New Insights into Superconductivity of Niobium Boride

For more than six and a half decades, niobium boride (NbB) has been regarded a typical example of a superconducting material. This presumption has been noted down in manuals related to physics of condensed matter and scientific articles journals, and has at present been challenged in a research carried out by scientists from the University of São Paulo (USP), Brazil, and from San Diego State University, United States.

The team has demonstrated that the superconductivity observed earlier could not be credited to NbB. The superconducting characteristics were intrinsic to filaments of nearly pure niobium that “meandered around” the NbB grains in the samples investigated. The results of the study have been reported in an article published in the Physical Review Materials journal.

Renato de Figueiredo Jardim, Full Professor in the University of São Paulo’s Physics Institute (IF-USP) and Director of its Lorena School of Engineering (EEL-USP), was the principal investigator of the study. The research was carried out through support from the Center for Research & Development of Functional Materials (CDMF), one of 17 Research, Innovation & Dissemination Centers (RIDCs) funded by the Sao Paulo Research Foundation, or FAPESP.

We know the element niobium (Nb) on its own is superconductive when chilled to very low temperatures in the range of 9.2 kelvins, now, we’ve discovered that this is not the case for NbB. Samples of NbB contain a large volumetric fraction of NbB but also a small amount of almost pure Nb. Two distinct crystalline phases coexist in the materials studied. This minority phase, comprising approximately 98% niobium and 2% boron, is what behaves as a superconductor.

Professor Renato de Figueiredo Jardim, in the IF-USP and  Director of  EEL-USP

Analysis of the electron microscope images seen in the article shows that the white filaments indicate the minority phase including about 2% boron and 98% niobium. The notation adopted to denote this composition is Nb0.98B0.02. The gray areas indicating the larger volumetric fraction are NbB.

The researchers point out that even when the phenomenon occurs in a tiny volumetric fraction, the minority phase, that is, Nb0.98B0.02, is superconductive and creates a three-dimensional mesh for the electrical current to move between the extremities of the material.

It is highly probable that this characteristic could have misguided the scientists who tested NbB earlier, such that they discovered the material to exhibit superconductivity under the temperatures of about 9 K.

According to Jardim, the recognition of NbB lattice structure through scanning electron microscopy offered a qualitative proof of the characteristic depending upon “visual evidence.” “But this point alone was insufficient to confirm our hypothesis,” noted Jardim. “We had to go further in search of quantitative proof. We did so by applying a thermodynamic model to the data taken from the materials studied, and in this way, we obtained the proof we sought.”

Contributions for new technological applications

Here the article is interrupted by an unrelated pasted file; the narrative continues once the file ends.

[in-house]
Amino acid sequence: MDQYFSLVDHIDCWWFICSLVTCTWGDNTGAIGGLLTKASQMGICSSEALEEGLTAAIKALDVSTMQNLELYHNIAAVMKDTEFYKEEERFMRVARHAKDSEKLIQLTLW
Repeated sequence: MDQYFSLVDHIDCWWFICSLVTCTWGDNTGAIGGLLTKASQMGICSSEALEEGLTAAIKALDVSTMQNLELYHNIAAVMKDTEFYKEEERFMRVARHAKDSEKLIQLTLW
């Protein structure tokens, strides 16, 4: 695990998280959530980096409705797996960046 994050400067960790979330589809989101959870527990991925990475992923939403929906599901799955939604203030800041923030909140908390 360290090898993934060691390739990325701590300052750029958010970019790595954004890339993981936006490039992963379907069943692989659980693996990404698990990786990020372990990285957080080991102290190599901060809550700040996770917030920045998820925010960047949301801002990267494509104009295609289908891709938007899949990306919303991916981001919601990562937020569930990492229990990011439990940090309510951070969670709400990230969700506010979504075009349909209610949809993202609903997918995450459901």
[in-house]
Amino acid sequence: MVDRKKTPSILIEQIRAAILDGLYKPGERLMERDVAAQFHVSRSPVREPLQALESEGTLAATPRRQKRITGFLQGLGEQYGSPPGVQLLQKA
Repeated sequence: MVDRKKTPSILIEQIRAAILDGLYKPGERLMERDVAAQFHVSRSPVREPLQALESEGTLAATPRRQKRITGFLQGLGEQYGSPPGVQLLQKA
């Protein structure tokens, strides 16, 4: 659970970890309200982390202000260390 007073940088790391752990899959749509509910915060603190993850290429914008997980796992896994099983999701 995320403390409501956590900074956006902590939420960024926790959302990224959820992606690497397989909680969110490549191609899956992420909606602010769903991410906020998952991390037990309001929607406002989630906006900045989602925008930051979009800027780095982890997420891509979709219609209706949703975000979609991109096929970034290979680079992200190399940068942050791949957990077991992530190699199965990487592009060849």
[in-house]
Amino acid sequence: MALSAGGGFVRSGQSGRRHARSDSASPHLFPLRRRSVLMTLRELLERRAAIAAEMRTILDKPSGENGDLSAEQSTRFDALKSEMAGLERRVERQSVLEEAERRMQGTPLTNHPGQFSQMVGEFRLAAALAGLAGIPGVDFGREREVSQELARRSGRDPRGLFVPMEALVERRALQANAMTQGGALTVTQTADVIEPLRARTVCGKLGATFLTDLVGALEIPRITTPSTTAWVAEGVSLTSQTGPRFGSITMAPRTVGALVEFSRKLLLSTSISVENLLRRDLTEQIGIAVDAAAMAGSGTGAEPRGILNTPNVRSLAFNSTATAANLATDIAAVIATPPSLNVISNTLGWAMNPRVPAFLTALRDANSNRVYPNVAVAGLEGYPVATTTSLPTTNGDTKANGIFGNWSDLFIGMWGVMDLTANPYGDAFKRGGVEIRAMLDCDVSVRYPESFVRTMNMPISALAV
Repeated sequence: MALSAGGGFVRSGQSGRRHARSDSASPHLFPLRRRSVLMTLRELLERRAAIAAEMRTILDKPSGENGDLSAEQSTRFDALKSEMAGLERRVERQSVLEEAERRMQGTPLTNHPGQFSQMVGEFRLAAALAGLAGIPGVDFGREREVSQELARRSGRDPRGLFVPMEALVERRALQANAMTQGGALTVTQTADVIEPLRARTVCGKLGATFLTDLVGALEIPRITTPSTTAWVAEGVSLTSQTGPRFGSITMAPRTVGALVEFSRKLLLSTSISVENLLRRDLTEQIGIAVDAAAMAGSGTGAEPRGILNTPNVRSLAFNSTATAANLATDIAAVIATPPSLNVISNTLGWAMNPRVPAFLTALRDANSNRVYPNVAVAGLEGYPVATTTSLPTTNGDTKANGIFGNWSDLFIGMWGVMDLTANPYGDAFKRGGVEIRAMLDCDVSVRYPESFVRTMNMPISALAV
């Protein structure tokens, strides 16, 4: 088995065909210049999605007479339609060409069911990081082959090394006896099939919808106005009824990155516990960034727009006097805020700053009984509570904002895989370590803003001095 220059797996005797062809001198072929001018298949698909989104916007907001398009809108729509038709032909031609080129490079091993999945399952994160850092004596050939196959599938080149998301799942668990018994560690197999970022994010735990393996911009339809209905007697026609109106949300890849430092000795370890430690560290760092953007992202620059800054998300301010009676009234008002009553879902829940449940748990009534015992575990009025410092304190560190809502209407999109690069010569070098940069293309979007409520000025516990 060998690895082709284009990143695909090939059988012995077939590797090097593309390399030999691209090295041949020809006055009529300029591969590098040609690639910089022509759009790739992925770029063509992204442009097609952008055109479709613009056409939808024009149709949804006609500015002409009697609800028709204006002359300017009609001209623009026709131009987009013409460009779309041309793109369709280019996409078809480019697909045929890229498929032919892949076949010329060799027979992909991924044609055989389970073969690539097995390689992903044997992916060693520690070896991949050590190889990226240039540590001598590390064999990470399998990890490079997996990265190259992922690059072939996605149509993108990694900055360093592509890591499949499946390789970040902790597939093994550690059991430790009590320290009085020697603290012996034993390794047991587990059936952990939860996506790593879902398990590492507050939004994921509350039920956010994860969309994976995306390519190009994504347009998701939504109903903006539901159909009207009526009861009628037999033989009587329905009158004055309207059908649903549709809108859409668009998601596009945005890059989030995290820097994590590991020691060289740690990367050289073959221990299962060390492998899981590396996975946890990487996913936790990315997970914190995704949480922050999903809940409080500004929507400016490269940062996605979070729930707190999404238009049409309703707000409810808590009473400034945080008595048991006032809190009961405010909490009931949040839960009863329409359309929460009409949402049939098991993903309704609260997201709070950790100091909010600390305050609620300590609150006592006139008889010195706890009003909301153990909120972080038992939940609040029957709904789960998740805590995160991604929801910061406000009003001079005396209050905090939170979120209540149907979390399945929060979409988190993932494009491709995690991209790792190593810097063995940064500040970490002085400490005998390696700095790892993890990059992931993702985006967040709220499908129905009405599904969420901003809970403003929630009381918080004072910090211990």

In a macroscopic view, superconductivity is a characteristic of specific materials that conduct electricity upon being cooled below a specific temperature, without any loss in energy, or with zero electrical resistance.

At present, there is reasonable knowledge on the technological uses of superconductivity. It is mainly used in coils made of superconducting wire. Cooling as well as thermal insulation of such a coil results in the indefinite flow of an applied electrical current through it, thereby producing magnetic fields without the loss of energy. Such a device is commonly applied in magnetic resonance imaging, or MRI, equipment.

The technology has advanced a great deal in recent years,” stated Jardim. “A special type of vacuum flask called a dewar is used for cryogenic storage with an inner temperature at the level of liquid helium, which is 4.2 kelvins (approximately minus 270 °C). These dewars are commercially available and can be used to refrigerate superconducting coils.”

Jardim stated that at present, there are no technological uses for NbB, “but a ‘cousin’ of NbB, magnesium diboride (MgB2), has aroused strong interest since the start of the last decade. Our research may contribute to its technological application.”

Superconductors and diamagnetism

According to Jardim, apart from this macroscopic characteristic, there is one more macroscopic characteristic known as “perfect,” through which the interior magnetic field of the superconductor is entirely ruled out upon placing the material in an external magnetic field.

Diamagnetism can be found in all materials. Yet, it is normally so feeble that its presence is concealed by other stronger magnetic properties such as ferromagnetism through which the material is attracted to an external magnetic field, as well as paramagnetism through which the atomic magnetic dipoles of the material get aligned parallel to the external magnetic field.

If the diamagnetic response is adequately robust, similar to the case of a superconductor, the repulsion caused by the magnetic field can enable levitation of the material. This aspect has recently gained much attention.

Diamagnetism can be viewed as the generation of a current on the surface of the material that results in a magnetic field of the same magnitude as the external magnetic field that’s being applied but acting in the opposite direction. It’s as if the material expels from its interior the magnetic field in which it is immersed,” explained Jardim.

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